Bill 64 - The Education Modernization Act, is the enabling legislation that will be used to achieve some of the government recommendations included in the K-12 Education Review. Once it receives royal assent, Bill 64 will replace The Public Schools Act, The Education Administration Act and The Community Schools Act, the pieces of legislation currently governing education in Manitoba.
Bill 64 proposes the elimination of democratically elected school boards, the creation of a provincial education authority, school division amalgamations reducing the 37 divisions to 15 “regional catchment areas” plus DSFM, and limiting principals and vice-principals from being in the same bargaining unit as teachers.
When Does Bill 64 come into effect?
Some parts of Bill 64 come into force when it receives royal assent. Others come into force on proclamation before The Public Schools Act is repealed and replaced by the new Education Act.
July 1, 2022 is the date set for the Provincial Education Authority to take over. Bill 64 must become law first. The provincial government is planning to appoint a transition team to implement the changes.
It is important to note that there are specific timelines and dates associated with the implementation of some of the items proposed in Bill 64, meaning that proclamation and royal assent will not result in an immediate change in the education system.
New Regions
Fifteen new regions, plus DSFM, will replace 37 separate school divisions. Once the new governance model has been implemented, the new regions will be as follows:
1. Winnipeg, St. James-Assiniboia, Louis Riel, Pembina Trails, Seven Oaks and River East Transcona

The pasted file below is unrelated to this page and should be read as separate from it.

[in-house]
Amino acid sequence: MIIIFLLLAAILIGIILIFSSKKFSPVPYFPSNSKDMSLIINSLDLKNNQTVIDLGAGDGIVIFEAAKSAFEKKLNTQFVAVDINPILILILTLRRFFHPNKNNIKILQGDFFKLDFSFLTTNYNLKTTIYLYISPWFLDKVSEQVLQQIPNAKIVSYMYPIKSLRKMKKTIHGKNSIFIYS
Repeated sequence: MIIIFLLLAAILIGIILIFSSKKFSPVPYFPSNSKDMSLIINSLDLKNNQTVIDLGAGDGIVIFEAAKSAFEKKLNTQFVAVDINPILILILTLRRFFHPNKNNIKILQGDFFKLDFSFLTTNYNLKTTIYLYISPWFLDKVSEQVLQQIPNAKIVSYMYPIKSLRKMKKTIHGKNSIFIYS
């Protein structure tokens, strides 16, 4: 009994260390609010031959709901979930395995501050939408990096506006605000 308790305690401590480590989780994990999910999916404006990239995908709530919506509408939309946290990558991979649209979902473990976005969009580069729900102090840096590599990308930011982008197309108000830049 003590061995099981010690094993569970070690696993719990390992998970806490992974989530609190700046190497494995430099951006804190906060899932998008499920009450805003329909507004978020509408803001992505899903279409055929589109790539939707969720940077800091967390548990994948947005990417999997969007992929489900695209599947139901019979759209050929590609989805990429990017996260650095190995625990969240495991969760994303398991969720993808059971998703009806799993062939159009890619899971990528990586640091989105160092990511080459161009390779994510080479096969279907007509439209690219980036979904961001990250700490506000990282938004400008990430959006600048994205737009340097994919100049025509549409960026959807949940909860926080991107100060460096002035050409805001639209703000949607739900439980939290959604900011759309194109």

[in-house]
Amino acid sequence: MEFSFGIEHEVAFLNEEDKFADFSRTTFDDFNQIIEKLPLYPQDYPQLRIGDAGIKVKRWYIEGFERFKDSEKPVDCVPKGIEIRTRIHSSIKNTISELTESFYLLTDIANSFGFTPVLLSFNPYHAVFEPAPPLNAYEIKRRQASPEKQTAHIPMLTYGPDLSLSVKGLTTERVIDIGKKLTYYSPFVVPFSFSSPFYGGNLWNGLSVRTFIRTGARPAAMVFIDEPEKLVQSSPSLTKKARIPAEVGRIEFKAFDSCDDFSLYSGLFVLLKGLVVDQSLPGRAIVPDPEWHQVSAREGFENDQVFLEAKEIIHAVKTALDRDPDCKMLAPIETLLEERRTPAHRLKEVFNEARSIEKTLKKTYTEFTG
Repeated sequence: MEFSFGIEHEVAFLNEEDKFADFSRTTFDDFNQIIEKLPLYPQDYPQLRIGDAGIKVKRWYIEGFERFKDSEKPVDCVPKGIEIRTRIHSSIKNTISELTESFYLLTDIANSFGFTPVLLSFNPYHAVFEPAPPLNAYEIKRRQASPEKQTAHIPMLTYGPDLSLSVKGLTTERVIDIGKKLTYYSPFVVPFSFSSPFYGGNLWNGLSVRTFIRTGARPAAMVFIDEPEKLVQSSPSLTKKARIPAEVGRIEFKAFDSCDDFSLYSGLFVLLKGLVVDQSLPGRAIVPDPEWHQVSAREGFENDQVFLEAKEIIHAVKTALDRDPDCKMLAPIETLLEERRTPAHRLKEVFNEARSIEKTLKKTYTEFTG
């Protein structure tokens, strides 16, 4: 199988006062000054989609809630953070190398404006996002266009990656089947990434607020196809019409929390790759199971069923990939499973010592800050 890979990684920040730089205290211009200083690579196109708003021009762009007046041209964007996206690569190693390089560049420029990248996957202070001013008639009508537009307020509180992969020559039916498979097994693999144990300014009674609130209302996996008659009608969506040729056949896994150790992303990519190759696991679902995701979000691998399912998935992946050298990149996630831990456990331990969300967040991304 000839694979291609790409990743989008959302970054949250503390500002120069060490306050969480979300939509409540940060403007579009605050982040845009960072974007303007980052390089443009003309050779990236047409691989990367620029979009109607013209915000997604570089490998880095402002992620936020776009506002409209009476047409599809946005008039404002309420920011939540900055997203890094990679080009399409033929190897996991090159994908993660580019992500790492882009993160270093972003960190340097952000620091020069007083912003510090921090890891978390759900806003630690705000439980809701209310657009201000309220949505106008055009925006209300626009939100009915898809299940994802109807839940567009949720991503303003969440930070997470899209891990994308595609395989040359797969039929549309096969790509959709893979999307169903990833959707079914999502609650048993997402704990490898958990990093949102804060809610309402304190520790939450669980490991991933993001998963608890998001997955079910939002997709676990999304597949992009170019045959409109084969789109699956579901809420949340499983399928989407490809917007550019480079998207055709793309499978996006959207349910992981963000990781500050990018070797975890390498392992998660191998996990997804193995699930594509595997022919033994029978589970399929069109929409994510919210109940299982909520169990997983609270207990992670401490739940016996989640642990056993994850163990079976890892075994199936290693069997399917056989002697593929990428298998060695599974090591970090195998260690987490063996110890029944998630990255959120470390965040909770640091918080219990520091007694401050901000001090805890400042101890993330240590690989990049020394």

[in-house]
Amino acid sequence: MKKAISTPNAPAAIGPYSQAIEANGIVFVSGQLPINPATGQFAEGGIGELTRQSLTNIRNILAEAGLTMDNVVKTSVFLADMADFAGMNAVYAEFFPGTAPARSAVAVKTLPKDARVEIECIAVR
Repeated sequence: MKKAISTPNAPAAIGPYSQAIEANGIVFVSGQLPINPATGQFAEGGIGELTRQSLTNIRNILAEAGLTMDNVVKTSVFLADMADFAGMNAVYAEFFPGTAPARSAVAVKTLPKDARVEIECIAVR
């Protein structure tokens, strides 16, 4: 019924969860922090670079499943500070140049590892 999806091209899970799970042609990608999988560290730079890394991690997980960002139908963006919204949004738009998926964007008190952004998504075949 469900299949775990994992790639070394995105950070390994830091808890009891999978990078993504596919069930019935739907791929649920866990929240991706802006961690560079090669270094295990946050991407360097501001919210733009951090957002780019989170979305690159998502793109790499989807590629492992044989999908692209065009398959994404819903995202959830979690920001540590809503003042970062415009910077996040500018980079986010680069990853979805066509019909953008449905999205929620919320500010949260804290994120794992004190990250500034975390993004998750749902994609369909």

2. Garden Valley, Western
3. Frontier, Kelsey, Flin Flon and Mystery Lake
4. Evergreen, Lakeshore
5. Beautiful Plains, Park West, Rolling River
6. Interlake, Lord Selkirk
7. Mountain View, Swan Valley, Turtle River
8. Hanover
9. Fort La Bosse, Southwest Horizon, Turtle Mountain
10. Sunrise, Whiteshell
11. Brandon
12. Seine River
13. Portage La Prairie, Pine Creek
14. Border Land, Red River Valley
15. Prairie Spirit, Prairie Rose
School Community Council
Existing Parent Advisory Councils will be eliminated.
Parents and guardians of each school community will elect an executive (the School Community Council) to work with the principal on matters impacting the school community. The councils’ specific roles have not been finalized but could include assessing the effectiveness of programming at the school, analyzing student achievement and learning outcomes and proposing capital construction projects and budgets. These councils will replace traditional parent councils.
Provincial Advisory Council
The provincial advisory council on education will be comprised of 15 parents elected from among the members of the executives of the School Community Councils in each regional catchment, and one representative trustee from Francophone school board. This advisory council will provide the minister of education with direct parental advice on matters relating to the education system, including, but not limited to: staff hiring and performance evaluations, recommendations regarding priorities and policies on discipline management and analysis of student achievement.
Provincial Education Authority
The new Provincial Education Authority is made up of government appointees, of which two must also be serving on the Provincial Advisory Council on Education.
The Provincial Education Authority Board will report to the Minister.
Decisions about education will now be done on "Broadway" in Winnipeg rather than via your local school division's board.
Links and Resources 
Here are links to resources available from a number of other authorities: